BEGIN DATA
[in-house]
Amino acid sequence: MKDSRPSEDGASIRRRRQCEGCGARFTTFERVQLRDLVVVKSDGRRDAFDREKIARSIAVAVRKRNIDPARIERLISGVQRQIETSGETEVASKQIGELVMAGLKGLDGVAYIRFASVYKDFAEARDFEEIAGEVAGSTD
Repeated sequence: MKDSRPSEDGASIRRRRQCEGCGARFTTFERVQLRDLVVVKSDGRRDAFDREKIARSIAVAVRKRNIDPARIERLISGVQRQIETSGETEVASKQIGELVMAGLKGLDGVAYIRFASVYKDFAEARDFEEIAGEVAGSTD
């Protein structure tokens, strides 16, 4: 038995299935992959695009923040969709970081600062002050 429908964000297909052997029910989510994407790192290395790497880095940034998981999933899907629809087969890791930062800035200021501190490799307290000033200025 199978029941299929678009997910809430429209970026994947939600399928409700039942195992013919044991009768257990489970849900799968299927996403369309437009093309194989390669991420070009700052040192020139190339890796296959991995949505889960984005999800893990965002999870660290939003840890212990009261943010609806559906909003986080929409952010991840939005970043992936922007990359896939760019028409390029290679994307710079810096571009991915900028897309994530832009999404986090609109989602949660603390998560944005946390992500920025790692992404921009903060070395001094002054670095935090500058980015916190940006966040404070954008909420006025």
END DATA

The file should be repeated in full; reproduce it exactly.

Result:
[in-house]
Amino acid sequence: MKDSRPSEDGASIRRRRQCEGCGARFTTFERVQLRDLVVVKSDGRRDAFDREKIARSIAVAVRKRNIDPARIERLISGVQRQIETSGETEVASKQIGELVMAGLKGLDGVAYIRFASVYKDFAEARDFEEIAGEVAGSTD
Repeated sequence: MKDSRPSEDGASIRRRRQCEGCGARFTTFERVQLRDLVVVKSDGRRDAFDREKIARSIAVAVRKRNIDPARIERLISGVQRQIETSGETEVASKQIGELVMAGLKGLDGVAYIRFASVYKDFAEARDFEEIAGEVAGSTD
């Protein structure tokens, strides 16, 4: 038995299935992959695009923040969709970081600062002050 429908964000297909052997029910989510994407790192290395790497880095940034998981999933899907629809087969890791930062800035200021501190490799307290000033200025 199978029941299929678009997910809430429209970026994947939600399928409700039942195992013919044991009768257990489970849900799968299927996403369309437009093309194989390669991420070009700052040192020139190339890796296959991995949505889960984005999800893990965002999870660290939003840890212990009261943010609806559906909003986080929409952010991840939005970043992936922007990359896939760019028409390029290679994307710079810096571009991915900028897309994530832009999404986090609109989602949660603390998560944005946390992500920025790692992404921009903060070395001094002054670095935090500058980015916190940006966040404070954008909420006025």